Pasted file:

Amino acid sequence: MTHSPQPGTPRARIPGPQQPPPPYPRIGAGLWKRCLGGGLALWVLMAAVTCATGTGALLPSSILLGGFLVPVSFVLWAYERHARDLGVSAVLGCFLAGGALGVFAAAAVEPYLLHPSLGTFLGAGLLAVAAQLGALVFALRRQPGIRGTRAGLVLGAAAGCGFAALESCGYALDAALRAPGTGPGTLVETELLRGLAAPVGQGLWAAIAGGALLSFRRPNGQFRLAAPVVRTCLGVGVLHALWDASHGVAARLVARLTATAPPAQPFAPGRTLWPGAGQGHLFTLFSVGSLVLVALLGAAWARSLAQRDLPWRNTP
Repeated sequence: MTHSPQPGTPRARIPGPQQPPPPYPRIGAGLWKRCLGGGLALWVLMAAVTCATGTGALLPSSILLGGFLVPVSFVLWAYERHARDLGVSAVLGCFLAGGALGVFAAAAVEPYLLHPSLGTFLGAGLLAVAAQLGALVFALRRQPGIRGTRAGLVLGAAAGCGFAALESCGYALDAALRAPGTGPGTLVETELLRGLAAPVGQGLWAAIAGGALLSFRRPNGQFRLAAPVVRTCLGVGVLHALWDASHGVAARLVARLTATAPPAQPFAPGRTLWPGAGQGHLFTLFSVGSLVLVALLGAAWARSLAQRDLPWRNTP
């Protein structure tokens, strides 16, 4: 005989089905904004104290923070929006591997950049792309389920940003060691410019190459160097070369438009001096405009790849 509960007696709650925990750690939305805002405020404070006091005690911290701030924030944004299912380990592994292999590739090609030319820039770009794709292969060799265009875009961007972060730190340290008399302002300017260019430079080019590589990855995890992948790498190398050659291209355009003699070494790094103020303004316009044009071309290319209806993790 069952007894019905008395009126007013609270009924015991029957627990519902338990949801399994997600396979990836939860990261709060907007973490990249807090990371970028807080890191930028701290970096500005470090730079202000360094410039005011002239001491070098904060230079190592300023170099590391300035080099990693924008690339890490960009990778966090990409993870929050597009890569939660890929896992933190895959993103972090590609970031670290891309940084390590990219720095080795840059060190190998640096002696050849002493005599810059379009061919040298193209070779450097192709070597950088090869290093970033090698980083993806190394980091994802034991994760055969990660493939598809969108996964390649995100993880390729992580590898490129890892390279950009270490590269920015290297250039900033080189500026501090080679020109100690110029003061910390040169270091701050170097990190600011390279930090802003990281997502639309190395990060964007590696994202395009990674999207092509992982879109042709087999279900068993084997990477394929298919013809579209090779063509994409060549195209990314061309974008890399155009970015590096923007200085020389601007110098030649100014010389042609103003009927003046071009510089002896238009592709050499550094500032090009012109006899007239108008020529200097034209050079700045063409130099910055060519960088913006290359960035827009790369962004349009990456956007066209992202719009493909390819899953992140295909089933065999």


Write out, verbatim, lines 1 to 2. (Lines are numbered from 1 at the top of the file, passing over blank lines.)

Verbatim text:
Amino acid sequence: MTHSPQPGTPRARIPGPQQPPPPYPRIGAGLWKRCLGGGLALWVLMAAVTCATGTGALLPSSILLGGFLVPVSFVLWAYERHARDLGVSAVLGCFLAGGALGVFAAAAVEPYLLHPSLGTFLGAGLLAVAAQLGALVFALRRQPGIRGTRAGLVLGAAAGCGFAALESCGYALDAALRAPGTGPGTLVETELLRGLAAPVGQGLWAAIAGGALLSFRRPNGQFRLAAPVVRTCLGVGVLHALWDASHGVAARLVARLTATAPPAQPFAPGRTLWPGAGQGHLFTLFSVGSLVLVALLGAAWARSLAQRDLPWRNTP
Repeated sequence: MTHSPQPGTPRARIPGPQQPPPPYPRIGAGLWKRCLGGGLALWVLMAAVTCATGTGALLPSSILLGGFLVPVSFVLWAYERHARDLGVSAVLGCFLAGGALGVFAAAAVEPYLLHPSLGTFLGAGLLAVAAQLGALVFALRRQPGIRGTRAGLVLGAAAGCGFAALESCGYALDAALRAPGTGPGTLVETELLRGLAAPVGQGLWAAIAGGALLSFRRPNGQFRLAAPVVRTCLGVGVLHALWDASHGVAARLVARLTATAPPAQPFAPGRTLWPGAGQGHLFTLFSVGSLVLVALLGAAWARSLAQRDLPWRNTP